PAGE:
Price Parity, Job Creation & Investment: Highlights from GFI’s Alt-Protein State of the Industry Reports 2024

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Alternative protein think tank the Good Food Institute has released its annual State of the Industry series of reports, covering plant-based, cultivated and fermentation-derived proteins. Here are the key takeaways.

Political resistance and a drop in funding and sales were offset by a hike in manufacturing facilities, diverse partnerships, and regulatory approvals in the alternative protein world last year, according to the 2023 State of the Industry reports by the Good Food Institute (GFI).

Comprising plant-based, cultivated and fermented proteins, the reports outline the progress, challenges, and future of the industry. Globally, retail sales for plant-based meat, seafood and dairy saw a slight increase, from $28B in 2022 to $29B in 2023. But the road towards taste and price parity, improved accessibility, better nutrition, and significant market penetration remains lengthy, with GFI comparing this to Hofstadter’s Law.

Coined by scientist Douglas Hofstadter, it reads: “It always takes longer than you expect, even when you take into account Hofstadter’s Law.” It’s meant to describe the difficulty of estimating how much time it will take to complete complex tasks. “As Hofstadter’s Law and similar adages dictate, this will take time,” says GFI business analyst Daniel Gertner, drawing parallels with alternative protein’s progress. “However, keep our eyes on the goal post and the vision all of us in this industry are working towards – a brighter food future for people and the planet.”

Here are the key highlights from the 2023 State of the Industry reports:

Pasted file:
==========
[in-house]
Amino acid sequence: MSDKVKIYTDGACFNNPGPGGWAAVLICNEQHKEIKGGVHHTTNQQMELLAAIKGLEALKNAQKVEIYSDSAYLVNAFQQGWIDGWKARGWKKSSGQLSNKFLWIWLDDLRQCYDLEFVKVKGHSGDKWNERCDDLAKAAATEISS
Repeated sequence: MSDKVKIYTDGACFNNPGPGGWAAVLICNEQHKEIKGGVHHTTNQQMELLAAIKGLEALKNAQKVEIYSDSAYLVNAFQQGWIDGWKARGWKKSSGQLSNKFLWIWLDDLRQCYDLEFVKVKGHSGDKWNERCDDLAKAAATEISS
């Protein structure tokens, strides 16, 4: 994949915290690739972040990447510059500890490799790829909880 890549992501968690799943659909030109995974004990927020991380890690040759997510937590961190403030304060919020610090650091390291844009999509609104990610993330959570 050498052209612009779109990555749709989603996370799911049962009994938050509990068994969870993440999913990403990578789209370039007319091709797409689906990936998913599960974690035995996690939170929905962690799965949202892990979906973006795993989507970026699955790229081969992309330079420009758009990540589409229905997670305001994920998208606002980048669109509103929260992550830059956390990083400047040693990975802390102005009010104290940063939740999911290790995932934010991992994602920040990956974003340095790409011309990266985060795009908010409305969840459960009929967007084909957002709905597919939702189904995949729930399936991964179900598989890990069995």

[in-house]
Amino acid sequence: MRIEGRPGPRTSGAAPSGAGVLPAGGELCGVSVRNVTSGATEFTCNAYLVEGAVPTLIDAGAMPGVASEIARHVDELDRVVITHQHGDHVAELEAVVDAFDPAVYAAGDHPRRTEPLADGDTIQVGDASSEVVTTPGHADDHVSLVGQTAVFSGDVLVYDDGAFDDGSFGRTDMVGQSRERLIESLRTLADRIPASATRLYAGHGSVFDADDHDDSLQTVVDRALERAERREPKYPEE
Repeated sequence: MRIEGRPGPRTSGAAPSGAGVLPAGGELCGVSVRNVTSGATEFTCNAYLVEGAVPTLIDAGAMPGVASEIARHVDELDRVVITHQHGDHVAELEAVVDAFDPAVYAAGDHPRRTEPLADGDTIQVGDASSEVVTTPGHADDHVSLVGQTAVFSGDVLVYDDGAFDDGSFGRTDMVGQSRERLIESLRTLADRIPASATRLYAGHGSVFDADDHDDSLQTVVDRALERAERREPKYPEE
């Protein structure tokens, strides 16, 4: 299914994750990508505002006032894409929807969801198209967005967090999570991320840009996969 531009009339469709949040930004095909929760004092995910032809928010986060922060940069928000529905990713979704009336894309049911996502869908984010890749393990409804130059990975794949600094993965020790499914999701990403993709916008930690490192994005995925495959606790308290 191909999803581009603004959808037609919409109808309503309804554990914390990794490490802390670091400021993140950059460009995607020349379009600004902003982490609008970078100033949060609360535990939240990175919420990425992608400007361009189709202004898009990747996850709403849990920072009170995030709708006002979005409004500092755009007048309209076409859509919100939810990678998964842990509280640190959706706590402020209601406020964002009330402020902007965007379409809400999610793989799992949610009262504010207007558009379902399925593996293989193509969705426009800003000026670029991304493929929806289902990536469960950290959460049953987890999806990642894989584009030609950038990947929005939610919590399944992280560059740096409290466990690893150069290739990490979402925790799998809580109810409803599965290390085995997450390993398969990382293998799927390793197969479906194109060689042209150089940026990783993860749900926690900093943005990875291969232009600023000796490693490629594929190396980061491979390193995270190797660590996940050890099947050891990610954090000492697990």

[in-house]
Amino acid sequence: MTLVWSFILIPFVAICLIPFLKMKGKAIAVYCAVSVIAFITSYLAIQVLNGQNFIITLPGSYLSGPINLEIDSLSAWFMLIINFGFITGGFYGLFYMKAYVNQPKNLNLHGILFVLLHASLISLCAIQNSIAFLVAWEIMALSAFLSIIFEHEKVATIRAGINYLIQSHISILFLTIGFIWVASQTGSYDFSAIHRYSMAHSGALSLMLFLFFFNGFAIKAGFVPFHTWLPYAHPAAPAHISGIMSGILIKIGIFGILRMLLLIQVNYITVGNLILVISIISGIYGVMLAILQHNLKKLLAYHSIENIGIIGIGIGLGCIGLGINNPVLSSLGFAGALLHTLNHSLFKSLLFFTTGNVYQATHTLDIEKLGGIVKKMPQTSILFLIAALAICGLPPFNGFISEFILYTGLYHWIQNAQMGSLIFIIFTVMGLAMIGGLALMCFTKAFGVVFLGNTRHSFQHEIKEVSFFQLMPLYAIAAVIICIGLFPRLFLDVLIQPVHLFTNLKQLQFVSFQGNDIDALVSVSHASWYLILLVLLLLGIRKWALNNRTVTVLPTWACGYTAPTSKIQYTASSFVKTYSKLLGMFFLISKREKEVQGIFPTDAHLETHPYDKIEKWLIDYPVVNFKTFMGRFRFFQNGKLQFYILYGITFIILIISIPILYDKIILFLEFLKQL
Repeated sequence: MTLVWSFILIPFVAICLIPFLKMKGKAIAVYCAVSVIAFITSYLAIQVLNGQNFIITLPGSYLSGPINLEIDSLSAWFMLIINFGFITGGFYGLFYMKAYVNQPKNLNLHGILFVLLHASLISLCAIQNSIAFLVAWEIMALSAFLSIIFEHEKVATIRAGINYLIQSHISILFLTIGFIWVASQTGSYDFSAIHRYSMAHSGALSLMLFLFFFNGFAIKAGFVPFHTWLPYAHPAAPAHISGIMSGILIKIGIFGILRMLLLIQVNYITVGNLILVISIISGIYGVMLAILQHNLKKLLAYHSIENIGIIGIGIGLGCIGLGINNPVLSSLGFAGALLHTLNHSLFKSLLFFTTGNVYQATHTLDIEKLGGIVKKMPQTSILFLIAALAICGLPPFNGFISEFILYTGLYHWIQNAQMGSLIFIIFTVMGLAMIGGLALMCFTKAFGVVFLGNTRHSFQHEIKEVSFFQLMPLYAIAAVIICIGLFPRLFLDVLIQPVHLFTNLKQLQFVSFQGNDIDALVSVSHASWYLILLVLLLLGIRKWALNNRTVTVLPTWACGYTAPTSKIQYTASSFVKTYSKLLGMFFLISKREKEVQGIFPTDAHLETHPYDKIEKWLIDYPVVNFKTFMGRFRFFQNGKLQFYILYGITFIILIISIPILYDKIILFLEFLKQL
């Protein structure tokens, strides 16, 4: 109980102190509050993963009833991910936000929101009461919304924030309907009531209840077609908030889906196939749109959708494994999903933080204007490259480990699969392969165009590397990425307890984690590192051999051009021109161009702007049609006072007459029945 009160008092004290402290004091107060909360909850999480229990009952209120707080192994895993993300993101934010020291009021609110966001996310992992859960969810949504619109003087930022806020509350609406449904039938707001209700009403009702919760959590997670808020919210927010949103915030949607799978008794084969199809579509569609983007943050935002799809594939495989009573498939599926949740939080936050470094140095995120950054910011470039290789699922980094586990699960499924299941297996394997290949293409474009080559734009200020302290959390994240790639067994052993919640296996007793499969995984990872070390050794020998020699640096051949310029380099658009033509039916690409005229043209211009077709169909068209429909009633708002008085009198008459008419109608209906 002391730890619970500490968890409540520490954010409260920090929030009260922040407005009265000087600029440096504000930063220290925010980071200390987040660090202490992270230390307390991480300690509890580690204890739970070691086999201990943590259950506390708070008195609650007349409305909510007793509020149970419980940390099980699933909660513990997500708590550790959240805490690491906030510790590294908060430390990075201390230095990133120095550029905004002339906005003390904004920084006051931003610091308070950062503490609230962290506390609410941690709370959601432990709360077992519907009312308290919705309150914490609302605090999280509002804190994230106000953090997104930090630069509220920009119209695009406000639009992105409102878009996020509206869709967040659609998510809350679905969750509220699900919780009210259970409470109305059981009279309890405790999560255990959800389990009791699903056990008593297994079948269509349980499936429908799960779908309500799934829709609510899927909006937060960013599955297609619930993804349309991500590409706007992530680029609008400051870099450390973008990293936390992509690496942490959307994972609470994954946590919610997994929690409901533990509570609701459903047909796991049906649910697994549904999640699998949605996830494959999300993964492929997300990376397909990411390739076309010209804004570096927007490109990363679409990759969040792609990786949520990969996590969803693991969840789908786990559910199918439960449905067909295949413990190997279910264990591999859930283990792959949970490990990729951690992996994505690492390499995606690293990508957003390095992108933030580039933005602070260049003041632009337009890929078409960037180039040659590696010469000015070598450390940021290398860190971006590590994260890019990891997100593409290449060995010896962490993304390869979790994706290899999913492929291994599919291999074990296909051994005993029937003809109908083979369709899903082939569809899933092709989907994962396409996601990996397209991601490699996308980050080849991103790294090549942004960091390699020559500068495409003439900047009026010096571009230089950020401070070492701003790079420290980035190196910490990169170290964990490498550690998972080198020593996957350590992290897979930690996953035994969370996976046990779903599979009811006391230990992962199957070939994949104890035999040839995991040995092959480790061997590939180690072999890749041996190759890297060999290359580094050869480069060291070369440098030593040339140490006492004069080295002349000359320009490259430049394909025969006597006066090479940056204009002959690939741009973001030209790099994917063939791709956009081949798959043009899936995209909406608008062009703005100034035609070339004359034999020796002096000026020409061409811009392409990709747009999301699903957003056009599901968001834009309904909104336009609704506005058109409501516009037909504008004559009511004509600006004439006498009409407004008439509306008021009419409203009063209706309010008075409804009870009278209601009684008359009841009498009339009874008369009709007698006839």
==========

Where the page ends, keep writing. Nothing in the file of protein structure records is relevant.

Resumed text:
Plant-based milk on the up, but meat and seafood suffer

plant based sales
Courtesy: GFI

The plant-based food market in the US saw $8.1B in dollar sales in 2023, down by 2% from the year before. This meant the industry represented 1.1% of the overall food sector’s sales. But looking at longer-term trends, global sales for plant-based meat have nearly tripled from $2.2B in 2014 to $6.4B in 2023.

For plant-based meat and seafood, the decline was larger, representing the macroeconomic challenges faced by the category. Here, US retail dollar sales fell by 12% to $1.2B. Sales for conventional meat and seafood, in comparison, flatlined – but the average price per unit was only up by 3%, compared to 9% for plant-based analogues, which now make up 0.9% of the overall meat market. Burger patties are the most popular, followed by nuggets, tenders and wings, and grounds.

Things were slightly more positive on the plant-based milk side of things, where sales grew slightly by 1% to reach $2.9B and take up 14.5% of the overall milk sector in the US. Almond is still king, capturing 56% of the market, with oat continuing its ascendancy (24%).

When it comes to consumer adoption, 62% of households bought vegan products, with meat and seafood reaching 15% of homes, and milk 44%. Encouragingly, the repeat purchase rates were high at 81% for the entire category, 79% for milk, and 62% for meat and seafood analogues.

Beef is closest to price parity, eggs farthest

plant based price parity
Courtesy: GFI